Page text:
Iconoclast Productions connects with a broader community

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Glamarama Tutu booth at the Summer Fiesta in Oakland

When Iconoclast Productions was founded in March 1993 in San Francisco’s Fillmore/Western Addition community, it had a very locally focused mission. The organizational goal was to bring media arts education and exhibition to the African American and disabled artists community and to close the digital divide that prevented these artists from fully utilizing the internet and digital media production technologies to display their works in music, film/video, and electronic arts such as animation and digitally produced or enhanced visual arts, but the served community was initially just the Fillmore/Western Addition.

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Stagefright at Sunday Streets Berkeley

In 1997, the organization embarked on an initiative to expand its served public to include the BayView/Hunter’s Point area, the Tenderloin, and other places where there were large populations of African American and disabled artists. Due to the economic conditions affecting both African Americans and disabled communities, there was a lot of overlap in that the served communities quite frequently were found in large population centers in the poorest parts of San Francisco.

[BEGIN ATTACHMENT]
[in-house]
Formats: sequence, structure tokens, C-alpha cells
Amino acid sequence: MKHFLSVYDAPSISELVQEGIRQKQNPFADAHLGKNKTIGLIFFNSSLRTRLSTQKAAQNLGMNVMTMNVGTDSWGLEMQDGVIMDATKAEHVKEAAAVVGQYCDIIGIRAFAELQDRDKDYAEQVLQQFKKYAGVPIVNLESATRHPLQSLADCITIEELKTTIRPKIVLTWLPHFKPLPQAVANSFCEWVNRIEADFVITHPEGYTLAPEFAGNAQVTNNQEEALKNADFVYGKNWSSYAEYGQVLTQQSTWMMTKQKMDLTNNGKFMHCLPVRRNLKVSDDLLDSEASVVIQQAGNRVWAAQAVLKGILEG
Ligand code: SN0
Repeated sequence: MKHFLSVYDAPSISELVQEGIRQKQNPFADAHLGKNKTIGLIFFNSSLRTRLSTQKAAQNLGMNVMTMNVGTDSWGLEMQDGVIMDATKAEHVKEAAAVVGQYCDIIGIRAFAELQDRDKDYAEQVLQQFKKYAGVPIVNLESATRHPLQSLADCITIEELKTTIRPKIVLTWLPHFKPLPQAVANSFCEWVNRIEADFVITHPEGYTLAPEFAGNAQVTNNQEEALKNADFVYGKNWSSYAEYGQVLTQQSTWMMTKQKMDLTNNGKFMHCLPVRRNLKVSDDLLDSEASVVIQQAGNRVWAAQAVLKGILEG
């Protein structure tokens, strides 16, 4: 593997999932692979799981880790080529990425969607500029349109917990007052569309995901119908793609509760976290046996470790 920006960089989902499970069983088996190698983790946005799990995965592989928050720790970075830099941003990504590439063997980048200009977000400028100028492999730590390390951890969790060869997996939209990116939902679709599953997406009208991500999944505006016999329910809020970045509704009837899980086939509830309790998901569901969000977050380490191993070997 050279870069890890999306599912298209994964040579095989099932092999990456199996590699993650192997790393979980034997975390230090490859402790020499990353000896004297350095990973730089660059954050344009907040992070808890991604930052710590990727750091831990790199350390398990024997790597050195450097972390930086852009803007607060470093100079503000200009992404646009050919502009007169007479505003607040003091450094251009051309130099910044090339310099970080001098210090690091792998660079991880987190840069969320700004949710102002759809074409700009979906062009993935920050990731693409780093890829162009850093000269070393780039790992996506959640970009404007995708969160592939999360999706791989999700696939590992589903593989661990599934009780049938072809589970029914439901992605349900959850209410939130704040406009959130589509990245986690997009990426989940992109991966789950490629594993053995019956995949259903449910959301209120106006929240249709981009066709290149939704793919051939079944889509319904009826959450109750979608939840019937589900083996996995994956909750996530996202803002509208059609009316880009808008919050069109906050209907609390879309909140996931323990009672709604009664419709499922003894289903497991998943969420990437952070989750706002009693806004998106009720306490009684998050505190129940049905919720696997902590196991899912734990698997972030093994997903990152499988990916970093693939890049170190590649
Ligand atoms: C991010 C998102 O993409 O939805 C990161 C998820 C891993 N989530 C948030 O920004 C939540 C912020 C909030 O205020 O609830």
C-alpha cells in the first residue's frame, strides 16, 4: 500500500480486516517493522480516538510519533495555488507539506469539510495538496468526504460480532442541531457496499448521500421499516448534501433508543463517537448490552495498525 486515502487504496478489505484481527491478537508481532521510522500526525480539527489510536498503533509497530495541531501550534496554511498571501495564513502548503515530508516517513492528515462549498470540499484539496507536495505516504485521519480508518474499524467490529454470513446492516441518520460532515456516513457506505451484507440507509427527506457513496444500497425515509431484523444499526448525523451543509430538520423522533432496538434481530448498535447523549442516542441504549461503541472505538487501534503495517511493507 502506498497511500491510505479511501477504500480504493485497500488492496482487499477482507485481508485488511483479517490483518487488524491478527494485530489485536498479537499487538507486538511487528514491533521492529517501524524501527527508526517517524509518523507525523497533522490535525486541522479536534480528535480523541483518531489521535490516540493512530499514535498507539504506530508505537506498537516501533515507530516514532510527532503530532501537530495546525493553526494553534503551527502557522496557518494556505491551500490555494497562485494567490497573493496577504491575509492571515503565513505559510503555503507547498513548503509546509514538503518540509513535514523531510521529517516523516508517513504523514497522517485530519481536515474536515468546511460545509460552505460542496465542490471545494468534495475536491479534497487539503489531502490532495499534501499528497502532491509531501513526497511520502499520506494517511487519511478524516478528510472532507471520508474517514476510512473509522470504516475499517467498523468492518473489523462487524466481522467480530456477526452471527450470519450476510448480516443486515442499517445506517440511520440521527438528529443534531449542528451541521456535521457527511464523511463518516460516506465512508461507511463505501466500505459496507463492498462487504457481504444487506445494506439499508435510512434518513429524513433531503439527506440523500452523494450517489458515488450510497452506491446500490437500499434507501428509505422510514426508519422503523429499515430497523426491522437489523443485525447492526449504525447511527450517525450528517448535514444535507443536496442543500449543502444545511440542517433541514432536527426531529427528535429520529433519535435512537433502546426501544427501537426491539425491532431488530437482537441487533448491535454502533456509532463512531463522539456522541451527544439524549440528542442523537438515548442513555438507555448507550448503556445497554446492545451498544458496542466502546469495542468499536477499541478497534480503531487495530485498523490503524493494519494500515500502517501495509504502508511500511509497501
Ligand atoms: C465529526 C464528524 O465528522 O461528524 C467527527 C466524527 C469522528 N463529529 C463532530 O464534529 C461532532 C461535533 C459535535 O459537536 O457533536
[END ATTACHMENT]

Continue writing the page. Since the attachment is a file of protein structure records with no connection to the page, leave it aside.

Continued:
By 2001, due to gentrification and the rising property values and rental fees in San Francisco, the African American population was down to approximately half of what it was in 1990. With large segments of its served public forced to leave San Francisco, Iconoclast Productions needed to expand its geographic focus even further to include the entire San Francisco Bay Area.

Iconoclast Productions is currently working on projects in San Francisco, Oakland, Berkeley, and Vallejo.

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